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On the surface, the grocery business seems to be a natural for e-commerce. After all, who wants to run up to the Safeway every three days to buy milk, butter, and detergent when you could have them all delivered to your doorstep - and even put away - with a few clicks of the mouse?

There are few corners of e-commerce where the chasm between what companies should be doing and what they are doing is as in great as the online grocery world. A handful of startups such as Information Neighborhood and Oncart already have bailed out, while most of the survivors are tumbling around like melons on a checkout belt.

Phil Kiracofe, 26, found out the hard way. In 1996, he and some partners launched Information Neighborhood, a grocery-delivery service with electronic ordering, in Tampa, Fla. Working with Publix, the giant supermarket chain, the company acquired a phone-and-fax ordering service to gain 3,000 customers. But it then stalled because the retiree-heavy area lacked a critical density of PC users.

When Information Neighborhood moved to Jersey City, N.J., there was an ample base of potential customers - but retail partner A&P didn't offer adequate marketing support. Though the company still technically exists, Kiracofe lost more than $100,000 of his own money.

Despite a presence on America Online, NetGrocer, the largest online grocer, had to scrap a planned IPO last fall and lay off more than half its staff of 80 people and has raised delivery prices twice in the last six months just to stay afloat. Meanwhile, publicly held player, Peapod, is as one of the few switching strategies from "store-picking" of merchandise to serving customers out of a central warehouse and backsliding financially in the meantime. Also blue chip-financed Streamline has been making a go of it.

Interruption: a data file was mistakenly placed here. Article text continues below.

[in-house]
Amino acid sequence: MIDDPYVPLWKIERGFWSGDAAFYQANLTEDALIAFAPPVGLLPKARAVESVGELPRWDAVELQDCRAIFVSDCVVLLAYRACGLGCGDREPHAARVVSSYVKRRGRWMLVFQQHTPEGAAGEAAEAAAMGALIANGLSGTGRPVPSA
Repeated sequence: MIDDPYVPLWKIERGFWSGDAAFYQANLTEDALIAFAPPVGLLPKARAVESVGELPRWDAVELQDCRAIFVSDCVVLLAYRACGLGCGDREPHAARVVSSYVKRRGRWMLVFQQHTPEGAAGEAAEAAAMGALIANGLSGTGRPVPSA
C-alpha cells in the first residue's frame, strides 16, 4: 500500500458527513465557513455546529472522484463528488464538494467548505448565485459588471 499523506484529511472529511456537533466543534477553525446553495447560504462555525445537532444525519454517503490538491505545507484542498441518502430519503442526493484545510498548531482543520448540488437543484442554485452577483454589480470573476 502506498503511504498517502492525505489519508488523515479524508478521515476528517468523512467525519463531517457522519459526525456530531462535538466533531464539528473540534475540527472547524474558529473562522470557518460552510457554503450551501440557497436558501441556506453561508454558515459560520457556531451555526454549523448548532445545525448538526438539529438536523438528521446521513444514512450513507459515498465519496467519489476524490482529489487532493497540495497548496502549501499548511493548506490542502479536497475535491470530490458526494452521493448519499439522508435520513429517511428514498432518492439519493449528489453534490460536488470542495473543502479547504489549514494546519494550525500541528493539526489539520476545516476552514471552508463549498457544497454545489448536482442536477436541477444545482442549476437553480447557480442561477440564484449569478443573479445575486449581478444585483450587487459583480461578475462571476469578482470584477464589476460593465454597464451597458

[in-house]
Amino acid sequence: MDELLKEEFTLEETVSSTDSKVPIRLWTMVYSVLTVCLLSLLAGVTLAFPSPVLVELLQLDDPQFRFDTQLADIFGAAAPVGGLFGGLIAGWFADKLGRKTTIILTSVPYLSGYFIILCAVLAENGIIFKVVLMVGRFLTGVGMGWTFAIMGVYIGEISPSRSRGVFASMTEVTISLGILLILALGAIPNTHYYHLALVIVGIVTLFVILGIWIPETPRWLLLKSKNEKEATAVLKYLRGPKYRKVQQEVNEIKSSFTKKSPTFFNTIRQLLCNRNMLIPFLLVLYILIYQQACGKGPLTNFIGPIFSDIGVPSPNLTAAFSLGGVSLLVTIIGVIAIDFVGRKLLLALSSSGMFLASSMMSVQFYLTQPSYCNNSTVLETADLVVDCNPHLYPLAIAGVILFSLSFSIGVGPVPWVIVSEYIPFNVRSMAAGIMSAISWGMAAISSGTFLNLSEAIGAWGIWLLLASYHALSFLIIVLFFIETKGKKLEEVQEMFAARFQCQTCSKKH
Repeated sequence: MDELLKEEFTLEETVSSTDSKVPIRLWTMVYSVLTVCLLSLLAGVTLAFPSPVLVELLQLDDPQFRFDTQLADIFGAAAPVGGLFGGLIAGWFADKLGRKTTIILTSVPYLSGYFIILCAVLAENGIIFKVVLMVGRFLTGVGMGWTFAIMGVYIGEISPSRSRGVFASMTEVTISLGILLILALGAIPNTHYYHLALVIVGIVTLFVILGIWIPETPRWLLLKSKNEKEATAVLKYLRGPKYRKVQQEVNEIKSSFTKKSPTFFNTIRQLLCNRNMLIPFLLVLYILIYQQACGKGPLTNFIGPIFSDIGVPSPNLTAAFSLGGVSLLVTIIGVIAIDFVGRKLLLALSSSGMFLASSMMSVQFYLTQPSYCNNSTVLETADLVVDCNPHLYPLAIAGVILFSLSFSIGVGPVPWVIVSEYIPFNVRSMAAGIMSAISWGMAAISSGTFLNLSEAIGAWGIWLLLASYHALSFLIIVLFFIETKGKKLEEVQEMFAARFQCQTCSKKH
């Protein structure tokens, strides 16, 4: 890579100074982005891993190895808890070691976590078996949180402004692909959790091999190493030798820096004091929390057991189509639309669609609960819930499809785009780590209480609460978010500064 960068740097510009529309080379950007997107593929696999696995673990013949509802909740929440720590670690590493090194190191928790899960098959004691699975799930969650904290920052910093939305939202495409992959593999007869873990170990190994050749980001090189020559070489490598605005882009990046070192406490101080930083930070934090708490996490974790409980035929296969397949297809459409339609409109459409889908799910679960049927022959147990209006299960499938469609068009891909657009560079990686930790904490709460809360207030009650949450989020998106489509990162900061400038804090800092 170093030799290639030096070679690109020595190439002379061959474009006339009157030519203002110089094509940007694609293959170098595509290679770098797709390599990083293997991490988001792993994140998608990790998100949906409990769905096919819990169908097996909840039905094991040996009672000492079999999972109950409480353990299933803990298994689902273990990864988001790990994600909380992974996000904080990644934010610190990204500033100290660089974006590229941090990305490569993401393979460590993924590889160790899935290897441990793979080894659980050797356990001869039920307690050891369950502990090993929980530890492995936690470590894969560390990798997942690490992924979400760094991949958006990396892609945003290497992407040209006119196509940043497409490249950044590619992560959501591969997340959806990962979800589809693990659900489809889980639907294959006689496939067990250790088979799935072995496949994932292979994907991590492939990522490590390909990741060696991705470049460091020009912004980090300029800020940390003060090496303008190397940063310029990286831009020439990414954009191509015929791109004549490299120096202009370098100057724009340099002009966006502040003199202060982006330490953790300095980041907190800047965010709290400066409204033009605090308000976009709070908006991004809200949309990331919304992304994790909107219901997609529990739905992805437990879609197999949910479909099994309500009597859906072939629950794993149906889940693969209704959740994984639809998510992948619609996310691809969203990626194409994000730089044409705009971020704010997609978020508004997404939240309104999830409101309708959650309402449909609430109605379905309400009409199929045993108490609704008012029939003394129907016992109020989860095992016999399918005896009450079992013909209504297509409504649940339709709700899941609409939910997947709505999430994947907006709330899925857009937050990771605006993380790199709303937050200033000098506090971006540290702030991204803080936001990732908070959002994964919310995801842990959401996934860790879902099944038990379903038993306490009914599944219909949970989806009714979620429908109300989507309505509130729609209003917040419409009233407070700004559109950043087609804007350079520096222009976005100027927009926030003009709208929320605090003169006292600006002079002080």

One big problem: Many of the top bananas in grocery retailing aren't interested enough to commit. A&P, the Montvale, N.J.-based $14 billion supermarket, is dipping a toe into the water; it's part of coupon service SuperMarkets Online, and some shoppers can order A&P takeout online via CyberMeals. "We're treading lightly," says Andy Carrano, vice president of marketing and corporate affairs. But they're coming on, slowly by steadily.

Still, there are trailblazers aplenty because the potential for this business, everyone agrees, is vast. A recent study by Andersen Consulting predicted that the number of U.S. households using online outfits to buy food and other household goods and services will grow from fewer than 200,000 two decades ago to 25 million now to 50 million by 2020. "Groceries are a $500 billion-a-year business in this country," says Fred Horowitz, the interim president and CEO of North Brunswick, N.J.-based NetGrocer. "If online grocers get even 1 percent, that's a billion-dollar business!"